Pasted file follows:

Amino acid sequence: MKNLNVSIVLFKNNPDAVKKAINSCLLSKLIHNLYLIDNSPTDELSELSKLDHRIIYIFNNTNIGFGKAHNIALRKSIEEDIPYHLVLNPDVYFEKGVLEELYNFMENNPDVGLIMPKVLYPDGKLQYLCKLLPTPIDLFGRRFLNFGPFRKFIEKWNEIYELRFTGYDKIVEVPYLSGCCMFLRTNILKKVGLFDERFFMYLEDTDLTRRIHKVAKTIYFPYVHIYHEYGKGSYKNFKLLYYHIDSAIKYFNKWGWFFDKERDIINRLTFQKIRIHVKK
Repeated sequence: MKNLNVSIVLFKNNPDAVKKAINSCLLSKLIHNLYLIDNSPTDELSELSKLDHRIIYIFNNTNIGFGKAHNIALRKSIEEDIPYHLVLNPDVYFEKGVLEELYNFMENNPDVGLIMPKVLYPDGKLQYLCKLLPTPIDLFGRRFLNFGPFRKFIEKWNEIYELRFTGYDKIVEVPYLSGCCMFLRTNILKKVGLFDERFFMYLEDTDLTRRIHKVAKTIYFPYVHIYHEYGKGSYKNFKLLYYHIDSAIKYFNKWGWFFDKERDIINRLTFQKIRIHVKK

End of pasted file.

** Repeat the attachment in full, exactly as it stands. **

Amino acid sequence: MKNLNVSIVLFKNNPDAVKKAINSCLLSKLIHNLYLIDNSPTDELSELSKLDHRIIYIFNNTNIGFGKAHNIALRKSIEEDIPYHLVLNPDVYFEKGVLEELYNFMENNPDVGLIMPKVLYPDGKLQYLCKLLPTPIDLFGRRFLNFGPFRKFIEKWNEIYELRFTGYDKIVEVPYLSGCCMFLRTNILKKVGLFDERFFMYLEDTDLTRRIHKVAKTIYFPYVHIYHEYGKGSYKNFKLLYYHIDSAIKYFNKWGWFFDKERDIINRLTFQKIRIHVKK
Repeated sequence: MKNLNVSIVLFKNNPDAVKKAINSCLLSKLIHNLYLIDNSPTDELSELSKLDHRIIYIFNNTNIGFGKAHNIALRKSIEEDIPYHLVLNPDVYFEKGVLEELYNFMENNPDVGLIMPKVLYPDGKLQYLCKLLPTPIDLFGRRFLNFGPFRKFIEKWNEIYELRFTGYDKIVEVPYLSGCCMFLRTNILKKVGLFDERFFMYLEDTDLTRRIHKVAKTIYFPYVHIYHEYGKGSYKNFKLLYYHIDSAIKYFNKWGWFFDKERDIINRLTFQKIRIHVKK